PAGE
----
didgeridoo was crafted in Australia from start to finish by Aboriginal
family Naiuwa. It is meticulously wood burnt and dot painted. It has a
high gloss protective finish that lets the wood grain show through. The natural bark has been left on the bottom of the didgeridoo and is also sealed with a high gloss protective finish. Each Naiuwa Didgeridoo is a unique one of a kind piece of art - and as such -
is signed and dated with the year. The didgeridoo pictured is the exact one you will receive. This didgeridoo has a brand new
beeswax mouthpiece. The beeswax mouthpiece brings the diameter of the
didgeridoo down to the perfect size and shape - ready to play out of the
- Key: D
- Top (outer width): 3"
- Bell (outer width): 4.25"
- Height: 49"
- Weight: 8 lbs.
- Experience level: intermediate, advanced
- Mouthpiece: beeswax
- Material: ironbark eucalyptus
- Overall Rating:
Naiuwa Art is an Indigenous family owned business of Yiddinjii (Babinda Boulders area NQ), Budjula and Kabi-Kabi (Frazier Island/Hervey Bay and areas of south east QLD) tribal heritage. They have become known nationally and internationally as makers of top quality didgeridoos. They create authentic didgeridoos from carefully chosen, naturally termite hollowed eucalyptus trees. Gerald Appo and his family work together to create their own unique wood burnt and dot painted didgeridoos. Every didgeridoo is carefully sealed inside and out to preserve the instrument. The artwork for each didgeridoo is chosen individually taking into account the shape, size and musical tone. Each one has its own unique look and feel. Naiuwa means "green turtle" which is the nickname given to Gerald by Aboriginal youth he works with. He feels strongly about helping his community. The patience that earned him the nickname Naiuwa can be seen in all of their didgeridoos.
- We purchase our didgeridoos straight from Naiuwa in Queensland Australia. They are good friends of ours. Ordering direct allows us to make sure the didgeridoos we purchase are at a fair trade price that is set by them. Feel good knowing your purchase helps support their Aboriginal owned family business.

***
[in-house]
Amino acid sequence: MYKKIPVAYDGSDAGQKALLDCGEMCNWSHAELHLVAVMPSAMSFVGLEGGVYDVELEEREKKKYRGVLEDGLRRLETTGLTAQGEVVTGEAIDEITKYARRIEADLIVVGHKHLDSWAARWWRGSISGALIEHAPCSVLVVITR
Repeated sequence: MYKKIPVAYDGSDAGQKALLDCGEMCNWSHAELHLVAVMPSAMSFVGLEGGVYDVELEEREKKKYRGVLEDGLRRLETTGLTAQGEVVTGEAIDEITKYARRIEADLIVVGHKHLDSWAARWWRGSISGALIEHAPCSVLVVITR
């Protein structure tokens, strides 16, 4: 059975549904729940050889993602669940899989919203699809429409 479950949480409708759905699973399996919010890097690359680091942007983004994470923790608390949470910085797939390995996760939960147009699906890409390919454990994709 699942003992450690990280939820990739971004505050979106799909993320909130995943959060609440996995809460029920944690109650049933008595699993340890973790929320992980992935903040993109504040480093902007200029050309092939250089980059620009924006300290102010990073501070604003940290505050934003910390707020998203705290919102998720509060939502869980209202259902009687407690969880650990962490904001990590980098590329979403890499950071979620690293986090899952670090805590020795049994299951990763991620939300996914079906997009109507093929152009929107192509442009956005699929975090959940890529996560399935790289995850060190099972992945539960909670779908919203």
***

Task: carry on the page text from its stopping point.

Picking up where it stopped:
- If you have any questions about this didgeridoo or would like to hear it played for you over the phone please call us at (559) 642-6434.
A didgeridoo is traditionally made from one of many species of
eucalyptus branches or saplings. Species of eucalyptus number in the
hundreds but only about a dozen species are used for didgeridoo making.
The eucalyptus is naturally hollowed out by termites whose nests abound
in the millions in Australia. It takes at least a year for the termites
to hollow a tree out. It has to be "just right". The varying length of
the wood that is sawed off and its thickness and shape will determine
which key the instrument will be in. Typically shorter lengths yield
higher pitches, longer lengths yield lower pitches. Didgeridoos
generally range in keys from a high "G" to a low "A". Harvesting has to
be timed so that the wall thickness of the instrument is not too thin
or not too thick. Making for the perfect instrument.
Hear the most popular eucalyptus didgeridoo keys:
Backpressure, Harmonics, Vocals, Volume explained:
- Backpressure: the
resistance of air you feel from the inside of a didgeridoo while you are
playing it. Usually small diameter tubes have more backpressure and
large diameter tubes have less. Good backpressure allows you to circular
breathe more easily and be efficient with your air flow.
the didgeridoo has a fundamental key. Harmonics are higher frequencies
found within the fundamental key. They can be manipulated by the
placement of your tongue while playing. For example, while playing the
didge position your tongue like saying the letter "e", but do not use
your vocal cords. This will create a harmonic.
vocal response is the ability of the didgeridoo to project sound from
your vocal cords while playing the drone. Usually larger diameter didges
have better vocal response than smaller diameter didges.
- Volume: the amount of sound that is produced.